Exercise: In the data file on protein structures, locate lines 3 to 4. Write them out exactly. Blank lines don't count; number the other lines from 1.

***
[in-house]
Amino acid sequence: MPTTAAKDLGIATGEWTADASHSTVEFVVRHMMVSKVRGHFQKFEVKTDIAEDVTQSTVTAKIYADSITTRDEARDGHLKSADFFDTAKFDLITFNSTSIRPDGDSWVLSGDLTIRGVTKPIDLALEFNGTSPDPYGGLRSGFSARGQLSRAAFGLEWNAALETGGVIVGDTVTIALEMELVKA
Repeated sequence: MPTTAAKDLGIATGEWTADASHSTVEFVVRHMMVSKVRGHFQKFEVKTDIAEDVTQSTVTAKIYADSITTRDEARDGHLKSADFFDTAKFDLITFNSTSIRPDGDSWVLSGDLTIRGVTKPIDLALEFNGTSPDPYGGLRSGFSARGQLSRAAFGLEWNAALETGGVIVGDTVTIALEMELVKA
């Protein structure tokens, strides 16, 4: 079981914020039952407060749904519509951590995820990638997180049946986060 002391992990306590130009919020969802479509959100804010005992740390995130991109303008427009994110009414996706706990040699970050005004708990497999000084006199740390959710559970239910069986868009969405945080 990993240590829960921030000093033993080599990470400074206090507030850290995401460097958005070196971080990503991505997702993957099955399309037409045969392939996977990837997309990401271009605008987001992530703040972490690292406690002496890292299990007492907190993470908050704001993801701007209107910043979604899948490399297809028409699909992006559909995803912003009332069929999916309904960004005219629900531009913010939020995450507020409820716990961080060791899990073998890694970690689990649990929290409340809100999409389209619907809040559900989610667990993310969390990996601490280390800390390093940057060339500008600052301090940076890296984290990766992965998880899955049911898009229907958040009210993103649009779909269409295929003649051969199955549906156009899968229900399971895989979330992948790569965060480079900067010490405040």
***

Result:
Repeated sequence: MPTTAAKDLGIATGEWTADASHSTVEFVVRHMMVSKVRGHFQKFEVKTDIAEDVTQSTVTAKIYADSITTRDEARDGHLKSADFFDTAKFDLITFNSTSIRPDGDSWVLSGDLTIRGVTKPIDLALEFNGTSPDPYGGLRSGFSARGQLSRAAFGLEWNAALETGGVIVGDTVTIALEMELVKA
């Protein structure tokens, strides 16, 4: 079981914020039952407060749904519509951590995820990638997180049946986060 002391992990306590130009919020969802479509959100804010005992740390995130991109303008427009994110009414996706706990040699970050005004708990497999000084006199740390959710559970239910069986868009969405945080 990993240590829960921030000093033993080599990470400074206090507030850290995401460097958005070196971080990503991505997702993957099955399309037409045969392939996977990837997309990401271009605008987001992530703040972490690292406690002496890292299990007492907190993470908050704001993801701007209107910043979604899948490399297809028409699909992006559909995803912003009332069929999916309904960004005219629900531009913010939020995450507020409820716990961080060791899990073998890694970690689990649990929290409340809100999409389209619907809040559900989610667990993310969390990996601490280390800390390093940057060339500008600052301090940076890296984290990766992965998880899955049911898009229907958040009210993103649009779909269409295929003649051969199955549906156009899968229900399971895989979330992948790569965060480079900067010490405040």